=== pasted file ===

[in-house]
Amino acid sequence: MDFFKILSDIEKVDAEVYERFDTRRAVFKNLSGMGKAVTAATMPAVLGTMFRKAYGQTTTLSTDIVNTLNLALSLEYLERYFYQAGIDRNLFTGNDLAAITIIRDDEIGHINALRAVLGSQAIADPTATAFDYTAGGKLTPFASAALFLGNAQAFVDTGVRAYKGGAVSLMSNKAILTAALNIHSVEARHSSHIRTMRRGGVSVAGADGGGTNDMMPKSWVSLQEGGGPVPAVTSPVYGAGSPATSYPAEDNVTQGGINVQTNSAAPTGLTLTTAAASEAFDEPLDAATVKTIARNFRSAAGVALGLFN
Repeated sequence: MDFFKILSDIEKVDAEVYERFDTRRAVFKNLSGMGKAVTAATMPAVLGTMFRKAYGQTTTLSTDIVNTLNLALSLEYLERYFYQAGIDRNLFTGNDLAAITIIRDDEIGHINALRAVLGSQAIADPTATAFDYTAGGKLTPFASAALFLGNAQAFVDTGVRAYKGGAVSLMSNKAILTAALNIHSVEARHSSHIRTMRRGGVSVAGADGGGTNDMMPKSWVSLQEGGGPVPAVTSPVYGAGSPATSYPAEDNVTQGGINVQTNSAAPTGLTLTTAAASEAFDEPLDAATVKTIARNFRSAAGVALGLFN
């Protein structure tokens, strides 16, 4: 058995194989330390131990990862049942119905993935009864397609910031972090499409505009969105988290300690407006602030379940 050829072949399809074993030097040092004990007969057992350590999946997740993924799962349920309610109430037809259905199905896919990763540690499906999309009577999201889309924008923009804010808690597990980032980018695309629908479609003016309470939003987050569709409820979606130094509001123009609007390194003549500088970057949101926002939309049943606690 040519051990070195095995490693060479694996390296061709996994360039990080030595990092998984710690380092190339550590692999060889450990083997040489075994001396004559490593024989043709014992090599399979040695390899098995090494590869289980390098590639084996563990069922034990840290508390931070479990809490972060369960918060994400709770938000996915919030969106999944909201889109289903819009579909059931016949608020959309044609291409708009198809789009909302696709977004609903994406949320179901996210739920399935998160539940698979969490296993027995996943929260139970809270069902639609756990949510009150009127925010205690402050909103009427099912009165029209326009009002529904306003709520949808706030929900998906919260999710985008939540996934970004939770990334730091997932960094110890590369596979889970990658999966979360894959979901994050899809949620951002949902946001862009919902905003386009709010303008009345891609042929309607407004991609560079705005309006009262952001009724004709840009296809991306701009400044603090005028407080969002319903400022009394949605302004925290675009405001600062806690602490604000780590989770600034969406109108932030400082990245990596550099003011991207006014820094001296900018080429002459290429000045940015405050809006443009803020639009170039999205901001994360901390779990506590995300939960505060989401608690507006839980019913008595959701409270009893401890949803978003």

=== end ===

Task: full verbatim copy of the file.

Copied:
[in-house]
Amino acid sequence: MDFFKILSDIEKVDAEVYERFDTRRAVFKNLSGMGKAVTAATMPAVLGTMFRKAYGQTTTLSTDIVNTLNLALSLEYLERYFYQAGIDRNLFTGNDLAAITIIRDDEIGHINALRAVLGSQAIADPTATAFDYTAGGKLTPFASAALFLGNAQAFVDTGVRAYKGGAVSLMSNKAILTAALNIHSVEARHSSHIRTMRRGGVSVAGADGGGTNDMMPKSWVSLQEGGGPVPAVTSPVYGAGSPATSYPAEDNVTQGGINVQTNSAAPTGLTLTTAAASEAFDEPLDAATVKTIARNFRSAAGVALGLFN
Repeated sequence: MDFFKILSDIEKVDAEVYERFDTRRAVFKNLSGMGKAVTAATMPAVLGTMFRKAYGQTTTLSTDIVNTLNLALSLEYLERYFYQAGIDRNLFTGNDLAAITIIRDDEIGHINALRAVLGSQAIADPTATAFDYTAGGKLTPFASAALFLGNAQAFVDTGVRAYKGGAVSLMSNKAILTAALNIHSVEARHSSHIRTMRRGGVSVAGADGGGTNDMMPKSWVSLQEGGGPVPAVTSPVYGAGSPATSYPAEDNVTQGGINVQTNSAAPTGLTLTTAAASEAFDEPLDAATVKTIARNFRSAAGVALGLFN
């Protein structure tokens, strides 16, 4: 058995194989330390131990990862049942119905993935009864397609910031972090499409505009969105988290300690407006602030379940 050829072949399809074993030097040092004990007969057992350590999946997740993924799962349920309610109430037809259905199905896919990763540690499906999309009577999201889309924008923009804010808690597990980032980018695309629908479609003016309470939003987050569709409820979606130094509001123009609007390194003549500088970057949101926002939309049943606690 040519051990070195095995490693060479694996390296061709996994360039990080030595990092998984710690380092190339550590692999060889450990083997040489075994001396004559490593024989043709014992090599399979040695390899098995090494590869289980390098590639084996563990069922034990840290508390931070479990809490972060369960918060994400709770938000996915919030969106999944909201889109289903819009579909059931016949608020959309044609291409708009198809789009909302696709977004609903994406949320179901996210739920399935998160539940698979969490296993027995996943929260139970809270069902639609756990949510009150009127925010205690402050909103009427099912009165029209326009009002529904306003709520949808706030929900998906919260999710985008939540996934970004939770990334730091997932960094110890590369596979889970990658999966979360894959979901994050899809949620951002949902946001862009919902905003386009709010303008009345891609042929309607407004991609560079705005309006009262952001009724004709840009296809991306701009400044603090005028407080969002319903400022009394949605302004925290675009405001600062806690602490604000780590989770600034969406109108932030400082990245990596550099003011991207006014820094001296900018080429002459290429000045940015405050809006443009803020639009170039999205901001994360901390779990506590995300939960505060989401608690507006839980019913008595959701409270009893401890949803978003």